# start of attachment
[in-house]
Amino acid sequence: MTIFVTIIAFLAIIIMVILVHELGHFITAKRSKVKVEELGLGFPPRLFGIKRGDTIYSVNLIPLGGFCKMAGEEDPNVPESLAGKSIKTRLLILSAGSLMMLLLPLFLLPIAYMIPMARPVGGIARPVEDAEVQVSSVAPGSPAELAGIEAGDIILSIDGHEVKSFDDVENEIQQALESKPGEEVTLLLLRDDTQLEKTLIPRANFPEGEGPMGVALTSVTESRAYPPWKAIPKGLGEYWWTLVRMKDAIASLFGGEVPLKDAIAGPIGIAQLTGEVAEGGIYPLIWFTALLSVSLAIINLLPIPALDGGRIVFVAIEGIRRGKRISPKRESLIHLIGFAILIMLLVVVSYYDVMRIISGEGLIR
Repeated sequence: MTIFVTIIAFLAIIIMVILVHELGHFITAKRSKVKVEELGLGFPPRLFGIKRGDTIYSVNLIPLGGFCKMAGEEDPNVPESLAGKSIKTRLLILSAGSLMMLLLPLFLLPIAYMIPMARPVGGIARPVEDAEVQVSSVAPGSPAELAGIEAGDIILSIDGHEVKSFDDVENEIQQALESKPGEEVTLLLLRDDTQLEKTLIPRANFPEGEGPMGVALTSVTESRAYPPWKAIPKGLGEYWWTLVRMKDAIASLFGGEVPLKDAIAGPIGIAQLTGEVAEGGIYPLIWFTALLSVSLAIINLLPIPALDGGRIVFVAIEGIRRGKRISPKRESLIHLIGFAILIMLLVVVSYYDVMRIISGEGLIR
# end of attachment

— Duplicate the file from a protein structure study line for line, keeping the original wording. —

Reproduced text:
[in-house]
Amino acid sequence: MTIFVTIIAFLAIIIMVILVHELGHFITAKRSKVKVEELGLGFPPRLFGIKRGDTIYSVNLIPLGGFCKMAGEEDPNVPESLAGKSIKTRLLILSAGSLMMLLLPLFLLPIAYMIPMARPVGGIARPVEDAEVQVSSVAPGSPAELAGIEAGDIILSIDGHEVKSFDDVENEIQQALESKPGEEVTLLLLRDDTQLEKTLIPRANFPEGEGPMGVALTSVTESRAYPPWKAIPKGLGEYWWTLVRMKDAIASLFGGEVPLKDAIAGPIGIAQLTGEVAEGGIYPLIWFTALLSVSLAIINLLPIPALDGGRIVFVAIEGIRRGKRISPKRESLIHLIGFAILIMLLVVVSYYDVMRIISGEGLIR
Repeated sequence: MTIFVTIIAFLAIIIMVILVHELGHFITAKRSKVKVEELGLGFPPRLFGIKRGDTIYSVNLIPLGGFCKMAGEEDPNVPESLAGKSIKTRLLILSAGSLMMLLLPLFLLPIAYMIPMARPVGGIARPVEDAEVQVSSVAPGSPAELAGIEAGDIILSIDGHEVKSFDDVENEIQQALESKPGEEVTLLLLRDDTQLEKTLIPRANFPEGEGPMGVALTSVTESRAYPPWKAIPKGLGEYWWTLVRMKDAIASLFGGEVPLKDAIAGPIGIAQLTGEVAEGGIYPLIWFTALLSVSLAIINLLPIPALDGGRIVFVAIEGIRRGKRISPKRESLIHLIGFAILIMLLVVVSYYDVMRIISGEGLIR